I didn’t get to see The Tirith play, having a very early start the next day, and I nearly missed Hats Off Gentlemen, being forced away from the pub to find some hot food. When I saw them at the beginning of the year only 40% of HOGIA, that is Malcolm Galloway and Mark Gatland performed, aided by a rhythm machine, a small keyboard and lots of effects which was still quite impressive. This time 60% of the band was present, with Kathryn Thomas providing that amazing flute and backing vocals, though she didn’t stay on stage for the whole set. It’s quite remarkable what the two or three of them can do with loops, effects and a drum machine which put the performance at a level close to that on the recent album; what you don’t get on the CD is the incredible punk-like energy Galloway and especially Gatland project. Opening with the dreamy prog of Vent/Almost Familiar HOGIA are another band who aren’t afraid to semaphore their influences and when it gets towards the end of their slot, Galloway pulls off an excellent Gilmour-like solo on Last Man on the Moon... ...but it’s the flute that I love the most!



Palace won 2-0 and this was followed by a night of prog. Hardly peaceful, but a totally enjoyable Sunday.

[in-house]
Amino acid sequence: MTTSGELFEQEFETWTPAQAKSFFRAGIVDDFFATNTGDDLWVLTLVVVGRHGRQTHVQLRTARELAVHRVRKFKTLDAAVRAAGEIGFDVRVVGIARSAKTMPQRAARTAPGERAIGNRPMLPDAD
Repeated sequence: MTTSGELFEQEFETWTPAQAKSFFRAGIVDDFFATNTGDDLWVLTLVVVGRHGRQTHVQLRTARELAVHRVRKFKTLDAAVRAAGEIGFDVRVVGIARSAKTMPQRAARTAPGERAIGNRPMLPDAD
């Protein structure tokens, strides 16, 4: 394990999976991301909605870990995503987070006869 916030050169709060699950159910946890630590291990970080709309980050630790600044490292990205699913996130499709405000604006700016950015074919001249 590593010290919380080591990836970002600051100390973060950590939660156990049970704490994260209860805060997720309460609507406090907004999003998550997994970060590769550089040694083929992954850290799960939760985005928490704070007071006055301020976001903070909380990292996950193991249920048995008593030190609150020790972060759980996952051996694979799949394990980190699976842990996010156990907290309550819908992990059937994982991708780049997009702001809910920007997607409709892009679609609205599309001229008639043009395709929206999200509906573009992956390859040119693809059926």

By ProgBlog, Mar 12 2018 10:28PM

The small group of family and friends that share my interest in prog can all trace their appreciation of the genre to the golden age. I grew up with almost all of them and most are regular gig companions but I was still blown away by their response when asked to submit their nine ‘life changing’ albums. Some just provided me with a list, one a list with bullet points and the remainder of the submissions were roughly along the same lines as my selection last week, including explanatory notes. My guidelines were deliberately woolly but included the following points: to list the nine albums that had the most significant impact on their lives, or were at least associated with significant events in their lives; to provide a short summary of their choice should they wish to do so; and to compile their choices before I revealed my own list, published the blog last week.

These are their 9 albums: